As a seasoned professional, it didn’t occur to me that the second year could be more difficult than the first. I thought I would sail through and be faced with few issues. Never say never.
The friends I had made as part of my network for survival, other professionals who made their careers in Alaska had not returned and I was left to my own devices. The house where I had stayed the previous year was no longer the home to other itinerant specialists, but instead now housed an array of pilots, mechanics and hunting guides. All men. All very sloppy men. I was the only woman and I felt so alone. I found myself staying more and more in my room and not making any effort to socialize during my down time. I became more and more reclusive as the year dragged on. But I had my work and that proved even more challenging.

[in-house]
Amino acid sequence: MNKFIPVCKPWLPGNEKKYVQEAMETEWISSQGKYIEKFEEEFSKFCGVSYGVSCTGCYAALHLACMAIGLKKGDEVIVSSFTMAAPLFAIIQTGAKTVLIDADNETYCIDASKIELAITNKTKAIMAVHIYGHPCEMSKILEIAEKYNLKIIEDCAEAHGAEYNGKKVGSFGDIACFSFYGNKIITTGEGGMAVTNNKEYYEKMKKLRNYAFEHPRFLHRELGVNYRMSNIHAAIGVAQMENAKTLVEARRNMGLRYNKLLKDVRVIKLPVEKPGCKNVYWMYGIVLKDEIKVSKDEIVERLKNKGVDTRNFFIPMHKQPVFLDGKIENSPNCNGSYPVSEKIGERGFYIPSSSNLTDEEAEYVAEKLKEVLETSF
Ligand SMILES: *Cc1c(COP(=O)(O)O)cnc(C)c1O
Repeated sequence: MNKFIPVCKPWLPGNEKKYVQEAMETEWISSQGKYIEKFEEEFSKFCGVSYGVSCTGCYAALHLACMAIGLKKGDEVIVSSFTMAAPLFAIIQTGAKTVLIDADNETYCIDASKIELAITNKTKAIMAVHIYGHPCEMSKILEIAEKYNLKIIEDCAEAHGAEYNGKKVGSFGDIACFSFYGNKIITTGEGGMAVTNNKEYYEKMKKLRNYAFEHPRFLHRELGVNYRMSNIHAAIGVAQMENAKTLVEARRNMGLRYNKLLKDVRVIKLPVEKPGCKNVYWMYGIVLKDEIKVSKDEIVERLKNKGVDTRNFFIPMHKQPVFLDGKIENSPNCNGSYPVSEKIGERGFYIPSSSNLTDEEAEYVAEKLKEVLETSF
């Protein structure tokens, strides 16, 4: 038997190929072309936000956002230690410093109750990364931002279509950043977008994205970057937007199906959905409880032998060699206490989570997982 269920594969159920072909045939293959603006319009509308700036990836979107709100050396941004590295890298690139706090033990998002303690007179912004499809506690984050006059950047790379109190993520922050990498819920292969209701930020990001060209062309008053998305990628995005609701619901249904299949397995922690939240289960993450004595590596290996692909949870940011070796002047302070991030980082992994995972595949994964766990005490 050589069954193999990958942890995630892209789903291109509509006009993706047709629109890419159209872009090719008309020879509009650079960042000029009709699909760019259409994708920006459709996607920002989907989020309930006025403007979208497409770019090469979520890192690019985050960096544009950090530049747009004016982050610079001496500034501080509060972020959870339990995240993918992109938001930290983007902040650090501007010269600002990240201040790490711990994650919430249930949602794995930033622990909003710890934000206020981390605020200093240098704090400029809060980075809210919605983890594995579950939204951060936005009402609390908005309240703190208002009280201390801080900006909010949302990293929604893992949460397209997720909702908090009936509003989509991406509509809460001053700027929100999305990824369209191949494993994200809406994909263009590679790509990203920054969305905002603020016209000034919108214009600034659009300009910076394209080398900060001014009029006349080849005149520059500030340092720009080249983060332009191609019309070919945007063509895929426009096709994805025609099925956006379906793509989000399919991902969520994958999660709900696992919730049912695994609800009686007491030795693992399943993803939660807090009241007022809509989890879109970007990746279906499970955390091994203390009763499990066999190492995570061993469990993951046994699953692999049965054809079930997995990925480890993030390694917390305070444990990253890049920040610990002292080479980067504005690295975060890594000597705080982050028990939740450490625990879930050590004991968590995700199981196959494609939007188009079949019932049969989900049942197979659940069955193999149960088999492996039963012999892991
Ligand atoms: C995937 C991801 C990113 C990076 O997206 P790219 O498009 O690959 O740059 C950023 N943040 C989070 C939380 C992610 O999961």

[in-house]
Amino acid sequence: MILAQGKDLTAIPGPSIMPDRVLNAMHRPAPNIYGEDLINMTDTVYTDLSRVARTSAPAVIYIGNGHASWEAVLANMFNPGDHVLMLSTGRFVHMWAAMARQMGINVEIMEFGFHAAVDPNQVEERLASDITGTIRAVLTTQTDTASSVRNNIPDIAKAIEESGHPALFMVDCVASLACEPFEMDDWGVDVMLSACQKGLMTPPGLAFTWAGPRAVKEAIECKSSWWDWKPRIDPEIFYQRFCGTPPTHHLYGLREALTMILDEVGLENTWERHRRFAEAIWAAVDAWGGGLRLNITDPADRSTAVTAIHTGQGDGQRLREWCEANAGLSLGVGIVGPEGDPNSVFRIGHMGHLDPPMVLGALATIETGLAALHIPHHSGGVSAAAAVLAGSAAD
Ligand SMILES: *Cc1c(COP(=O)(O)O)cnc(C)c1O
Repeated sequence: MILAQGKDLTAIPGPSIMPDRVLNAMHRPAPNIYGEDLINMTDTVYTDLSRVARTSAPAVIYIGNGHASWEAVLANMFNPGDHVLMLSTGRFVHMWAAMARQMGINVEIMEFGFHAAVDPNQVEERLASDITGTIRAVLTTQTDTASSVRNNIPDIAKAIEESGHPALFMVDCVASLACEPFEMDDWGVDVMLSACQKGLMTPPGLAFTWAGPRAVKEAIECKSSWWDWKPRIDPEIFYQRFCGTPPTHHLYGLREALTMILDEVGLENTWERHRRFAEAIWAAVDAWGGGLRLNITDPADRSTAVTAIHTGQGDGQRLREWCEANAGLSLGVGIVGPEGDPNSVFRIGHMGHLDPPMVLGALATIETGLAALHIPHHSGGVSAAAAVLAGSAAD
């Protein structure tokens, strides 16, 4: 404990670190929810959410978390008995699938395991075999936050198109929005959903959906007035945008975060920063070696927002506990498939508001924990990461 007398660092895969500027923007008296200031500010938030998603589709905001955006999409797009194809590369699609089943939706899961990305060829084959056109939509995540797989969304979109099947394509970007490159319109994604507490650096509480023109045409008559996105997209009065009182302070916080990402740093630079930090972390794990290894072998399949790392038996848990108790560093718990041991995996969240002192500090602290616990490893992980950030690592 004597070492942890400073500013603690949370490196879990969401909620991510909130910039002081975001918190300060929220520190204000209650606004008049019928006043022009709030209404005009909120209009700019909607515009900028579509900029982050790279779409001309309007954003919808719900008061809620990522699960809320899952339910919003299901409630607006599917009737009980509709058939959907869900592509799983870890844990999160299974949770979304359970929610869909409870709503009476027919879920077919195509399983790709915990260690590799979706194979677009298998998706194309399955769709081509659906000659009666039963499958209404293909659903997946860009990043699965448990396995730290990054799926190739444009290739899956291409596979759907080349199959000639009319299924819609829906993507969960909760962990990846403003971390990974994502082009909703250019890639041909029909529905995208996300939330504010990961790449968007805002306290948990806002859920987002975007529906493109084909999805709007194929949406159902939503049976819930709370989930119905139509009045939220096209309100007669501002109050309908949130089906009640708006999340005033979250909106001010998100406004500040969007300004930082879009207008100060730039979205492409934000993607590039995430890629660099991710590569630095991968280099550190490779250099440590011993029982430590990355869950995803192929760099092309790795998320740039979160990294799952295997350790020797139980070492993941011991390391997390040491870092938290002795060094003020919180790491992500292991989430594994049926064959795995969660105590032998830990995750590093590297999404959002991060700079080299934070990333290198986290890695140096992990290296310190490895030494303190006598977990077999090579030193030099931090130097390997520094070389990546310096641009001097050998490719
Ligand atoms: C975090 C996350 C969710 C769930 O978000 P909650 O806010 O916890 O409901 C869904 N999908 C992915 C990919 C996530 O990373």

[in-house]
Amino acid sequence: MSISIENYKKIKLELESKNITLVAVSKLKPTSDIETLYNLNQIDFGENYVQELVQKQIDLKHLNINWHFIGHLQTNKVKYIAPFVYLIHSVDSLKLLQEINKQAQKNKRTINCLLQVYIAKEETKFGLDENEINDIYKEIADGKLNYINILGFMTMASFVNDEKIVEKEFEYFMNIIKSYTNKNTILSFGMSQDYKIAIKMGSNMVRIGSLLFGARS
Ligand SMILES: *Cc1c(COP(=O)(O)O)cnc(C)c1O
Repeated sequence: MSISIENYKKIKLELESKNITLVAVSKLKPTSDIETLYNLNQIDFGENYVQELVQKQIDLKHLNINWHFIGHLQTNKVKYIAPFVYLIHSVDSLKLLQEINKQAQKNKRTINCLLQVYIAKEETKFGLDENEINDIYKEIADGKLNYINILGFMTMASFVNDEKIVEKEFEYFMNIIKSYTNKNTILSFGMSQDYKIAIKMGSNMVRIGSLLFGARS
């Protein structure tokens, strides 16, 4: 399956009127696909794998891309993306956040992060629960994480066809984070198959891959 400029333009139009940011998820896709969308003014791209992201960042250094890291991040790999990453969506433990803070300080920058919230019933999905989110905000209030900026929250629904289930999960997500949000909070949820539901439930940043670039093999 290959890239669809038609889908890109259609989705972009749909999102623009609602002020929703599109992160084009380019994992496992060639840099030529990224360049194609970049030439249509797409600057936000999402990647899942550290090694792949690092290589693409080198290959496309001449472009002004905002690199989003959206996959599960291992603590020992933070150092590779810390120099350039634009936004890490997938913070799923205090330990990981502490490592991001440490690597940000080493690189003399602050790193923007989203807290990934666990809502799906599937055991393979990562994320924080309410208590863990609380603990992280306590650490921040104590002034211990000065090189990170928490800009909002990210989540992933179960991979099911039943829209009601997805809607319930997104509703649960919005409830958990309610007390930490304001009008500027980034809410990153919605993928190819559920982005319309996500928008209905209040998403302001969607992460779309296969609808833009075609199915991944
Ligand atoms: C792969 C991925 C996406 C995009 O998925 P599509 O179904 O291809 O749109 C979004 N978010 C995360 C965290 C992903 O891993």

I quickly learned to be cautious when opening the refrigerator. The current residents being hunting guides et cetera frequently put their assorted gleanings in the fridge. “Uhm, Bobby? What is this in the big bowl?” Without even looking up, “Bear”. You’d have thought I’d learn after a while, but my morbid curiosity got the better of me.
But most of all, I missed my family.
I missed the other itinerants. The loneliness was overwhelming sometimes. I missed the laughter, the sharing of stories and the insights they provided due to their experience. Now I was the one with the experience.